As mentioned in yesterday’s blog, I commute 180 km/112 miles round-trip per day and this time is usually spent with a minimal amount of any excitement. Well today’s commute started out like any another – coffee in my travel mug, tunes on the radio, sunglasses on and away I go. All was going as it usually does, that is with the exception of the Clydesdale grazing along side the road. Shoot!
In my many years of travel, I have rescued numerous horses, cattle and even pigs from what would be their certain collision with the grill of a passing motor vehicle. Each time I see an escapee, my immediate thought is “don’t stop, they’ll be fine, just don’t think about it and don’t look back”, but before I know what’s happening, my moral compass has taken over and I’m stomping on the brakes, careening to the side of the road and assessing the situation.
I’ve learned that horses are typically the easiest to manage (typically is the key word), cattle on the other hand are totally unpredictable – perhaps it’s their undomesticated nature and pigs – let’s just say I won’t stop for pigs again (unless they are actually in the form of a package of bacon).
This morning was not meant to be the day for an easy rescue and I regret stopping almost immediately. I proceed to the house to advise the occupants that their horse had escaped. I’m met by a woman in her pajamas who simply stares at me blankly and responds “oh, it’s just one of the ponies”. I respond with “Ummm, no – this thing is WAY bigger than a pony”.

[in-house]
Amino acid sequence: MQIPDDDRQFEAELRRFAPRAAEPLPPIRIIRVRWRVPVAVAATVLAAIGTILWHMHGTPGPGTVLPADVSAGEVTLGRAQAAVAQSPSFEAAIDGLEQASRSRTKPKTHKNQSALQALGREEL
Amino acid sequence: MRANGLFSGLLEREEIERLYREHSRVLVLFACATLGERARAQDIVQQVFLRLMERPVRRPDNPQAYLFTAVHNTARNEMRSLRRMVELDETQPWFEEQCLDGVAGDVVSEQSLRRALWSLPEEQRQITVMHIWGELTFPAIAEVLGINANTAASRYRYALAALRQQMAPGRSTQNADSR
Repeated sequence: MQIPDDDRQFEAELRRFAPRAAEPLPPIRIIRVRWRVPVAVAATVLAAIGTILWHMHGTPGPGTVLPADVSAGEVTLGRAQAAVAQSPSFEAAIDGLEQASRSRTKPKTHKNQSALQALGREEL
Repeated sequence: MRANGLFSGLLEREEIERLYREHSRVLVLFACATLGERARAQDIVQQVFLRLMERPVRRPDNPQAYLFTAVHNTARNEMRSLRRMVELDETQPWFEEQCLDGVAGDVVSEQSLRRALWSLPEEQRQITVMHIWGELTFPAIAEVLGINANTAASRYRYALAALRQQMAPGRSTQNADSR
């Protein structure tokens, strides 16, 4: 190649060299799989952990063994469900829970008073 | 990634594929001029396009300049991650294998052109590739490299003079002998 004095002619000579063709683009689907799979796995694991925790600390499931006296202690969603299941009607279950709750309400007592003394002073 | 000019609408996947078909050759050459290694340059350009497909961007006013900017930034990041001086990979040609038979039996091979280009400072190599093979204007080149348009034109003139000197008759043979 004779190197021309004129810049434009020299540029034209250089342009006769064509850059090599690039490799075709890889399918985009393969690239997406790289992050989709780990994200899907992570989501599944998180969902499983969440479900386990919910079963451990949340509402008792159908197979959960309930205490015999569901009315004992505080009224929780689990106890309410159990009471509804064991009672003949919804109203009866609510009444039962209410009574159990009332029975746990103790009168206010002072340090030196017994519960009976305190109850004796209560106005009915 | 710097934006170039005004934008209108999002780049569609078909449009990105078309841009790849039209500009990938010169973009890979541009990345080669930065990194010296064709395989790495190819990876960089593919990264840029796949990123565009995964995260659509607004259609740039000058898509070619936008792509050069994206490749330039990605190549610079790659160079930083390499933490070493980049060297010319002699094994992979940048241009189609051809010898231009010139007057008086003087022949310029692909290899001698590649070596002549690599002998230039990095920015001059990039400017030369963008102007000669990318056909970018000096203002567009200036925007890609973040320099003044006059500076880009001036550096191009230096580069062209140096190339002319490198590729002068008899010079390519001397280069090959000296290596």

Long story short, the woman was not very bright (not to be mean), but she did not own a bridle for Zeus (that’s the Clydesdale’s name). A bridle would have made the procedure a lot more affective; you know - as something to lead him along with, nor did she have any oats. Oats to horses is like cat nip to cats - they can’t resist the stuff. Instead of oats, she thought Cheerios might entice him along. What was she thinking? Breakfast cereal for a horse – seriously!
After a half hour of pushing and pulling on a Zeus’ immovable mane, neck and ass, without any help from the woman, I simply gave up. I politely told her that I needed to get to work and that perhaps she should consider calling someone else – like an animal rescue shelter because the horse was in serious need of being rescued from her stupidity. O.K., I really didn’t say that to her face, well at least not the part about her stupidity. Tonight’s ride home should be interesting - I suspect she will be where I left her - staring blankly at Zeus, trying to feed him Cheerios.